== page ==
Spiritual Passion for Engineers

Engineers often fail to grasp evangelism

People who design things or engineer processes often have a hard time grasping the importance of spiritual passion for their local church. Recently, a pastor complained to me that his church leaders loved to do projects and fix things, but lacked the heart for mission or any enthusiasm for faith sharing. Evangelism is often a foreign concept for engineers. 

    There are key engineering concepts, however, that relate to spiritual passion. Framing our theology around these concepts will light a fire under our more process oriented members. Appropriately, there are three steps to this. First, is to speak about passionate spirituality as a measurable quantity in the life of the church. Just like the gasoline in your car or the altitude beneath an airliner, spiritual passion can be talked about as a needed component, which when lacking, can be disastrous. 

    Consider what happens in Mark 9:14-29. A man brings his demon possessed son to Jesus’ disciples, and even though they have watched Jesus for several years and participated in many healing demonstrations, they are unable to help the boy. Jesus takes over and does the same things that the disciples had been doing, but he has no problem driving the demon out. Was it a matter of his technique? No. We read:


 After Jesus had gone indoors, his disciples asked him privately, “Why couldn’t we drive it out?” He replied, “This kind can come out only by prayer.”

    Here, and many other places, Jesus seems to be saying that there is some quality or quantity built up in us by prayer. Jesus had sufficient spiritual passion, his disciples did not. Prayer is one of four processes (note, engineers like to talk about process) that raise spiritual passion in both individuals and in the church. Jesus also teaches us that prayer shouldn’t be just repetitive words or the rote performance of ritual (Matthew 6:5-13). That form of prayer is like eating celery, it burns more calories than it provides. 

    The prayer process that Jesus is talking about involves expectation. Thy kingdom come, thy will be done. Jesus formed the habit of praying with complete confidence that God both heard and would answer his prayers. Each time a prayer was successful, it reinforced this confidence. This is what engineers like to call, a feedback loop.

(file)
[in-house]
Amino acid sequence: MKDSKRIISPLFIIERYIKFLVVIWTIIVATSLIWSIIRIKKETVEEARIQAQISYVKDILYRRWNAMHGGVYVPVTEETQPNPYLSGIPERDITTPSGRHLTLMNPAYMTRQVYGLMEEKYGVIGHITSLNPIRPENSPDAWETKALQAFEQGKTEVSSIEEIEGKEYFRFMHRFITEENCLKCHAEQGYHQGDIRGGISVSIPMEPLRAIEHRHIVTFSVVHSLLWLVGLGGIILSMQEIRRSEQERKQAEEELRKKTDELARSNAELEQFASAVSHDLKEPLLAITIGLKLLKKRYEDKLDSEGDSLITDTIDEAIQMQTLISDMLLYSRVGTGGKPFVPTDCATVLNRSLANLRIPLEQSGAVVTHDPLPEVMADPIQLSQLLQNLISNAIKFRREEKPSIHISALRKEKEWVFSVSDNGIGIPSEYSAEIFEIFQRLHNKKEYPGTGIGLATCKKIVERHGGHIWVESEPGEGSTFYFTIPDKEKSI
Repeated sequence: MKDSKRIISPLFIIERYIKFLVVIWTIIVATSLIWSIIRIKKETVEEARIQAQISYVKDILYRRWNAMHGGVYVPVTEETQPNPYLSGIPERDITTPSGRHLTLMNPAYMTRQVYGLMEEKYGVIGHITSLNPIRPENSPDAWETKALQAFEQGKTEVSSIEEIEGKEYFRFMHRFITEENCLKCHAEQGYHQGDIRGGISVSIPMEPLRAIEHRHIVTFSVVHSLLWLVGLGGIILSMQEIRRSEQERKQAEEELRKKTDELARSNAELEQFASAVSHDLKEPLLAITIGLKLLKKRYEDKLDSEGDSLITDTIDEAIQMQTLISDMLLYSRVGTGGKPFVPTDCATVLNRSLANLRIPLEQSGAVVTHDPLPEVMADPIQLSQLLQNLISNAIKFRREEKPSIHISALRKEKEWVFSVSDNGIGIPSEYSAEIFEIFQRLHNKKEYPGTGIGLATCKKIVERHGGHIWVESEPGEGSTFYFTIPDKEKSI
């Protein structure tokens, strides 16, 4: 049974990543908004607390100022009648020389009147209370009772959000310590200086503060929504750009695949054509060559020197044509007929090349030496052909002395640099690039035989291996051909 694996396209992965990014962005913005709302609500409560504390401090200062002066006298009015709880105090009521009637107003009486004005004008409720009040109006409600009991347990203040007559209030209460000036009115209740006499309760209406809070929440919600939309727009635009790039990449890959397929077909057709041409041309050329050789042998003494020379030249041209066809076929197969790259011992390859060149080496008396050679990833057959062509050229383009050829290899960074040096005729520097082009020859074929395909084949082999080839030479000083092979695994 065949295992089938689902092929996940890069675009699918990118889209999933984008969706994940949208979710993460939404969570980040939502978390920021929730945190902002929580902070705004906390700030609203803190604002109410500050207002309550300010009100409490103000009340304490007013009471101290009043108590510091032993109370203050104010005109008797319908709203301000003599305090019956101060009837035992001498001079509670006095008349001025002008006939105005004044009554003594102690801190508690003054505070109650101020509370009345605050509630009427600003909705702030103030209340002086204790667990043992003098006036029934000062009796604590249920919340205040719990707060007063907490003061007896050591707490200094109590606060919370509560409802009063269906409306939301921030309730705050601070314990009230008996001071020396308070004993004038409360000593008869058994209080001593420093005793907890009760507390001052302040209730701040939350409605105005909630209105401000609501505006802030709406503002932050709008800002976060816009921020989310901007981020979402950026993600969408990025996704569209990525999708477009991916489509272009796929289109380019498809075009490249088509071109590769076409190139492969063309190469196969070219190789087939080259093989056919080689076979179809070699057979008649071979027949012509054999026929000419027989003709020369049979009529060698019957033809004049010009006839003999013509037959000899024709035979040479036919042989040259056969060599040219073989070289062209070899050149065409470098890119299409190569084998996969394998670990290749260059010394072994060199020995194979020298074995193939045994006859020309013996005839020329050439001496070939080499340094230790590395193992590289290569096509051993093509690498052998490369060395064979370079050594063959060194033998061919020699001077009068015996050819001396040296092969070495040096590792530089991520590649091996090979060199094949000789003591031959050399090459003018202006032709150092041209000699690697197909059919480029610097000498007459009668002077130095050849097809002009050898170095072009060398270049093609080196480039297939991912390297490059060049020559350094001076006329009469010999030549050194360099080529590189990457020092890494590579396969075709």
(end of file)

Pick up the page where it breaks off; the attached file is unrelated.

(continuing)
In the local church we build feedback loops around prayer by asking people to report the answers they have received to their prayers. “Has God answered the prayer request you made two weeks ago?” Teachers, small group leaders, and committee chairs, should be taught to use high a expectation process with their group. They must both pray for individual concerns and allow time for reporting back on how God has acted in each of their meetings. Imagine your trustee or church council spending the first ten minutes of their meetings this way.

    There are three other processes that lift spiritual passion in individuals and in the church. They each have a critical quality, similar to expectation in prayer. Local church leaders, and particularly engineers, will appreciate the need to build appropriate feed back loops to support each spiritual passion lift point.

In summary, they are:


Lift Point


Feedback Loops



Reporting on results



Story telling, drama, covenant pairings and small group study



Focus on individual transformation (what difference has Jesus made?)



Each component has the appropriate emotional quality for its content (Invocation=expectation, confession=sorrow, salvation scriptures=joy, things about God=awe, etc.)


The first step in reaching engineers is to speak about Spiritual Passion as a quantifiable substance (see Hebrews 11:1 KJV, note the rest of the chapter supports the use of the word ‘substance’).  The second is to enlist engineers in the discovery of feedback loops within the local church. The third step involves appealing to the engineers basic understanding of beauty and duty. Engineers feel that a design is beautiful when it perfectly fulfills the specifications of the customer. God is the church’s only customer and your leadership are commissioned to design a church that optimizes the making of disciples in your neighborhood (see Matthew 28:19). If we can get our engineers to embrace God’s written specifications, then we may not have to explain a fuzzy idea like love to them.